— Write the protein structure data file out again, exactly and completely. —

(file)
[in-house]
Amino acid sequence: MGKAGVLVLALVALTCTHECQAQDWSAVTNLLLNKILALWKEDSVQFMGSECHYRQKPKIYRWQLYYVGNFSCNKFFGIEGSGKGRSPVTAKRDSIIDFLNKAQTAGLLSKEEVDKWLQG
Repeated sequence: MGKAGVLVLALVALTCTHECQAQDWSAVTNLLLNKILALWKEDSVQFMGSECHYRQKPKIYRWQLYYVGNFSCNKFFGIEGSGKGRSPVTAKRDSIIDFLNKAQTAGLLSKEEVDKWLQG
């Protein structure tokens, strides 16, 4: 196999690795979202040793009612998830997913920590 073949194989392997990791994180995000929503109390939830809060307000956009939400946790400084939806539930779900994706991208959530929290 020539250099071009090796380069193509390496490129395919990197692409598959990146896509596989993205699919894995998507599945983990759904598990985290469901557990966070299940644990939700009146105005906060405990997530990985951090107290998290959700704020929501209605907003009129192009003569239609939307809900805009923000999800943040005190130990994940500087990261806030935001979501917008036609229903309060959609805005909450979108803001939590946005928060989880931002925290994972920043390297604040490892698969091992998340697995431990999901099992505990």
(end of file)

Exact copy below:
[in-house]
Amino acid sequence: MGKAGVLVLALVALTCTHECQAQDWSAVTNLLLNKILALWKEDSVQFMGSECHYRQKPKIYRWQLYYVGNFSCNKFFGIEGSGKGRSPVTAKRDSIIDFLNKAQTAGLLSKEEVDKWLQG
Repeated sequence: MGKAGVLVLALVALTCTHECQAQDWSAVTNLLLNKILALWKEDSVQFMGSECHYRQKPKIYRWQLYYVGNFSCNKFFGIEGSGKGRSPVTAKRDSIIDFLNKAQTAGLLSKEEVDKWLQG
């Protein structure tokens, strides 16, 4: 196999690795979202040793009612998830997913920590 073949194989392997990791994180995000929503109390939830809060307000956009939400946790400084939806539930779900994706991208959530929290 020539250099071009090796380069193509390496490129395919990197692409598959990146896509596989993205699919894995998507599945983990759904598990985290469901557990966070299940644990939700009146105005906060405990997530990985951090107290998290959700704020929501209605907003009129192009003569239609939307809900805009923000999800943040005190130990994940500087990261806030935001979501917008036609229903309060959609805005909450979108803001939590946005928060989880931002925290994972920043390297604040490892698969091992998340697995431990999901099992505990």